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Janet Downs's picture
Mon, 25/07/2011 - 14:04

Does anyone at the DfE actually know what’s going on? Neither the announcement to which I referred above nor Mr Gove’s letter mentioned the money available for the rebuilding programme so I assumed it was included in the £500 million of capital funding.

But I was wrong. There is a further link to an undated statement from Mr Gove which revealed the PfI programme would be worth £2 billion.

http://media.education.gov.uk/assets/files/pdf/m/michael%20gove%20school...

Then why didn’t the DfE make the amount clear? Perhaps it was compiled before Mr Gove’s statement and the DfE didn’t know this information but was under pressure to announce something, anything.

In the undated statement Mr Gove said he had already announced £800 million of additional spending given direct to LAs for extra school places. Is this the same £800 million awarded to academies, or something different?

And what did he say about the £500 million for extra school places? Mr Gove announced that details of allocations will be given over the summer (when schools are closed) and finalised in the autumn. But who’s doing the allocating, and on what criteria?

John Davies's picture
Tue, 26/07/2011 - 10:54

Below is an email I sent to the Guardian - I know it is not specifc but I think that the Private Sector has been continually blessed with the assumption that it does not have to proof anything that it is by its nature 'good' and as examples demonstrate below the public sector as for examples schools have to continue to prove themselves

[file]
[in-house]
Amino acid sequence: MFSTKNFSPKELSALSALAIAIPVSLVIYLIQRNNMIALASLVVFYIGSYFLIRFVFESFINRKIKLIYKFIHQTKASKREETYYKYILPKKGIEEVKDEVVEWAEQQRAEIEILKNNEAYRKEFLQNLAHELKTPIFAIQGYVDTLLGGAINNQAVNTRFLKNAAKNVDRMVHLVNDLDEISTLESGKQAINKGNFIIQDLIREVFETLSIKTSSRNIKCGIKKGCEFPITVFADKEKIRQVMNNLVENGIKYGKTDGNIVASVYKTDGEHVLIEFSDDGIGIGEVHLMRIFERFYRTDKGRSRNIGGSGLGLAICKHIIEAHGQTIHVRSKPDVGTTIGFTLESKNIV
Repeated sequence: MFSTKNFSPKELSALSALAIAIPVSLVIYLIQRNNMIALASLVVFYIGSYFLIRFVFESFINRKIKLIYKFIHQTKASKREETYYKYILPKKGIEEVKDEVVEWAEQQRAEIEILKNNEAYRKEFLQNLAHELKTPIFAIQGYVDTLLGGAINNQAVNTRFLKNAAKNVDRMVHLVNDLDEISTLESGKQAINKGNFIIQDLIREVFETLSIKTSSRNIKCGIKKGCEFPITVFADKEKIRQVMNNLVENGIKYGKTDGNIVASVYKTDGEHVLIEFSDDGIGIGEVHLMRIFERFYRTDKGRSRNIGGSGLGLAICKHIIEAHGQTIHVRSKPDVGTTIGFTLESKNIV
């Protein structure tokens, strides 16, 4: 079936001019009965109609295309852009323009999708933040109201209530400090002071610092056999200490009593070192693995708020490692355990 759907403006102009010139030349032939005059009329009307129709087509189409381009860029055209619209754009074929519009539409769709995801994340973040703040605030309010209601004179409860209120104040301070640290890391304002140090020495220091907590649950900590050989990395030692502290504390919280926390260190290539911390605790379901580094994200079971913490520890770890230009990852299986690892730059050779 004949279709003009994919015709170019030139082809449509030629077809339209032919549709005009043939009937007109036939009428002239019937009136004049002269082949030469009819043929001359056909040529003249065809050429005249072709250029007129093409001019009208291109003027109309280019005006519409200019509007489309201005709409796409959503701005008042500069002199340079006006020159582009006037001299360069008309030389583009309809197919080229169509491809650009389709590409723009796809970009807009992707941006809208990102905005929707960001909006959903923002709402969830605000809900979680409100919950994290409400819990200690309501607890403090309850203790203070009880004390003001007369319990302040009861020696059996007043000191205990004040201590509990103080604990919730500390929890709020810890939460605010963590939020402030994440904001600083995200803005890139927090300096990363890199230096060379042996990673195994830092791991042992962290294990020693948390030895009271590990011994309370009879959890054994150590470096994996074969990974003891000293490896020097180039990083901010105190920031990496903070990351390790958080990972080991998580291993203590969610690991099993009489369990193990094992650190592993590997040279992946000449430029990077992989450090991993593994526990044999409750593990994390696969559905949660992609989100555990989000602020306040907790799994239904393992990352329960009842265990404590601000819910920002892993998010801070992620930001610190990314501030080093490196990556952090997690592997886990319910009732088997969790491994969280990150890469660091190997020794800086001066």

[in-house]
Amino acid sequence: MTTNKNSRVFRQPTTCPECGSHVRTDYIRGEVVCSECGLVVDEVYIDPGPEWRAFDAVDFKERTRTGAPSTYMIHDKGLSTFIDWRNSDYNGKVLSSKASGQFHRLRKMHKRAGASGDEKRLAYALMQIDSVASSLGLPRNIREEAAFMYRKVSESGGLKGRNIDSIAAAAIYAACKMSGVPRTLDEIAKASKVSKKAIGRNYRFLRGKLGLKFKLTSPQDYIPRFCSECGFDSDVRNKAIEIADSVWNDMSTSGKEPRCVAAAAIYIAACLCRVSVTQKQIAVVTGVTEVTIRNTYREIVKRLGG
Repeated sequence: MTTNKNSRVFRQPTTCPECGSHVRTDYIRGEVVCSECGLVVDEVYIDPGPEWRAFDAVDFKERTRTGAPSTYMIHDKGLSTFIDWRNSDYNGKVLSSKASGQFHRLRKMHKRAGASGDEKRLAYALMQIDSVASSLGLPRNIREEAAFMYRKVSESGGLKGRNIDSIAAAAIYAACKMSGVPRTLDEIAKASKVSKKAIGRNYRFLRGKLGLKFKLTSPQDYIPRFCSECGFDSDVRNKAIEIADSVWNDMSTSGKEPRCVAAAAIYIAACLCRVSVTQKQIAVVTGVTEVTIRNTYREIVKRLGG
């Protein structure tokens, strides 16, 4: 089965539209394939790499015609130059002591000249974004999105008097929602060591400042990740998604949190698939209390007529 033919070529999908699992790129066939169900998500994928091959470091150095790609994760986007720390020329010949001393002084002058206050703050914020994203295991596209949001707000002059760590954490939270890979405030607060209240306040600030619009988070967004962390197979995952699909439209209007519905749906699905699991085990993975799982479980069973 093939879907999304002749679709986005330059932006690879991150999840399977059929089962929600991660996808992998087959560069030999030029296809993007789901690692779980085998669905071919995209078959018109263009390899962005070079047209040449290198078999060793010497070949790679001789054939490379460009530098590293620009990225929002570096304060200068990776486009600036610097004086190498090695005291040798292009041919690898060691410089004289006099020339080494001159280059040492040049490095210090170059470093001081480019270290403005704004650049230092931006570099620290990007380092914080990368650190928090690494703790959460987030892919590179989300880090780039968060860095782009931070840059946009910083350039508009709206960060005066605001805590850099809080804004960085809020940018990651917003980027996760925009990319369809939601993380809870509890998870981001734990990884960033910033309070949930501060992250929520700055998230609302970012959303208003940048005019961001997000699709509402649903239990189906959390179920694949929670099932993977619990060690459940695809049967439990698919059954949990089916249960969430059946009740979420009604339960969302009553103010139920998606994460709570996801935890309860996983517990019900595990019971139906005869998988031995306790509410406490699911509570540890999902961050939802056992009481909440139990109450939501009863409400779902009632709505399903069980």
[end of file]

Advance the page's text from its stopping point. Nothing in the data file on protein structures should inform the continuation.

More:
As a teacher in FE/HE for 23 years I feel a bit of an outsider here but it is interesting that the 'narrative' [ impressed ?] in all of these debates is a questioning and interrogating as to whether the state school system is any good.It always seem to have to constantly defend itself; the same with the NHS. This is the case in print, internet, TV radio for example Moral Maze [ Michael Portillo on a programme about morality ?? ] I digress. For the sake of that golden mean of balance there really should be a series of debates over a substantial period focusing upon whether the private school sector is making an effective contribution to our society. There needs to be full public scrutiny, interrogation, hard hitting interviews relating to the claims of the private sector and a more questioning approach of the claims of say Oxford and Cambridge on the basis of are they up to the job - are they effective, efficient, of the quality they claim to be. They need to open up their books for scrutiny and transparency. The same with private medicine such as BUPA , again a series of regular scrutiny and questioning of their performances and contributions. In FE we had no problem in being open to questiioning by employers and other professional groups, we would be perfectly happy to defend our reputation.